public override void WriteJson(JsonWriter writer, object value, JsonSerializer serializer) { this.WriteValue(writer, value); }

    private void WriteValue(JsonWriter writer, object value) {
        var t = JToken.FromObject(value);
        switch (t.Type) {
            case JTokenType.Object:
                this.WriteObject(writer, value);
            case JTokenType.Array:
                this.WriteArray(writer, value);

    private void WriteObject(JsonWriter writer, object value) {
        var obj = value as IDictionary<string, object>;
        foreach (var kvp in obj) {
            this.WriteValue(writer, kvp.Value);

    private void WriteArray(JsonWriter writer, object value) {
        var array = value as IEnumerable<object>;
        foreach (var o in array) {
            this.WriteValue(writer, o);

    public override object ReadJson(JsonReader reader, Type objectType, object existingValue, JsonSerializer serializer) {
        return ReadValue(reader);

    private object ReadValue(JsonReader reader) {
        while (reader.TokenType == JsonToken.Comment) {
            if (!reader.Read()) throw new JsonSerializationException("Unexpected Token when converting IDictionary<string, object>");

        switch (reader.TokenType) {
            case JsonToken.StartObject:
                return ReadObject(reader);
            case JsonToken.StartArray:
                return this.ReadArray(reader);
            case JsonToken.Integer:
            case JsonToken.Float:
            case JsonToken.String:
            case JsonToken.Boolean:
            case JsonToken.Undefined:
            case JsonToken.Null:
            case JsonToken.Date:
            case JsonToken.Bytes:
                return reader.Value;
                throw new JsonSerializationException
                    (string.Format("Unexpected token when converting IDictionary<string, object>: {0}", reader.TokenType));

    private object ReadArray(JsonReader reader) {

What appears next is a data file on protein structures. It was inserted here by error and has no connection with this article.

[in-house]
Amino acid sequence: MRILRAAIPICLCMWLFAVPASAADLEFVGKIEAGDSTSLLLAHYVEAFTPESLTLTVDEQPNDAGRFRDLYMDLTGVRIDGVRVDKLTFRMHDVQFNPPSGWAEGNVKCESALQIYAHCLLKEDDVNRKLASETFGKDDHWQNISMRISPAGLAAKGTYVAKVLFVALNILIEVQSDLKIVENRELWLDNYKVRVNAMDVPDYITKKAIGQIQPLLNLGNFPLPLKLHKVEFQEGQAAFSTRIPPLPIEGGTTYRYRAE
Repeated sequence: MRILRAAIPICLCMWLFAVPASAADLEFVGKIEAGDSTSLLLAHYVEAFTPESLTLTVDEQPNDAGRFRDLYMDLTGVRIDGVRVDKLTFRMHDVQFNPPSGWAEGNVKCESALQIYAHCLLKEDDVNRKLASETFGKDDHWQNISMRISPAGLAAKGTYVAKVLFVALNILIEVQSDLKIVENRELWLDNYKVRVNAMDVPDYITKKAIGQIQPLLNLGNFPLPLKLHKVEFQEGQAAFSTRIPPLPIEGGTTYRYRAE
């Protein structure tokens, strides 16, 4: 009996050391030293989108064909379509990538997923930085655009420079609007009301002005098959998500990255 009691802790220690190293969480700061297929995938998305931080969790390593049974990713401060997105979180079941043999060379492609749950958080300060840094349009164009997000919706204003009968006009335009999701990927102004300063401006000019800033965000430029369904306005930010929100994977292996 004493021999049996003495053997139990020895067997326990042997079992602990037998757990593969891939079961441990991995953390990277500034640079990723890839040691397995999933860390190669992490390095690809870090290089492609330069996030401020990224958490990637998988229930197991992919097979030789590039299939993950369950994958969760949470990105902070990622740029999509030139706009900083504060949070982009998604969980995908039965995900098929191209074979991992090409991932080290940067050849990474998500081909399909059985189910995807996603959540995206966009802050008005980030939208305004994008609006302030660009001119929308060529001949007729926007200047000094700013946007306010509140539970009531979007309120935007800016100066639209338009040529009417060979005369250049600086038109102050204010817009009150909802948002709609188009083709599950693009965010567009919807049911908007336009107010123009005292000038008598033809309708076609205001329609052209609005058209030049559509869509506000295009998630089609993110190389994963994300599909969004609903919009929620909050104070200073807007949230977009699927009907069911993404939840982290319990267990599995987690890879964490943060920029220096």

IList<object> list = new List<object>();

        while (reader.Read()) {
            switch (reader.TokenType) {
                case JsonToken.Comment:
                    var v = ReadValue(reader);

                case JsonToken.EndArray:
                    return list;

        throw new JsonSerializationException("Unexpected end when reading IDictionary<string, object>");

    private object ReadObject(JsonReader reader) {
        var obj = new Dictionary<string, object>();

        while (reader.Read()) {
            switch (reader.TokenType) {
                case JsonToken.PropertyName:
                    var propertyName = reader.Value.ToString();

                    if (!reader.Read()) {
                        throw new JsonSerializationException("Unexpected end when reading IDictionary<string, object>");

                    var v = ReadValue(reader);

                    obj[propertyName] = v;
                case JsonToken.Comment:
                case JsonToken.EndObject:
                    return obj;

        throw new JsonSerializationException("Unexpected end when reading IDictionary<string, object>");

    public override bool CanConvert(Type objectType) { return typeof(IDictionary<string, object>).IsAssignableFrom(objectType); }
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This solution works great. Thanks! – smdrager May 11 at 19:52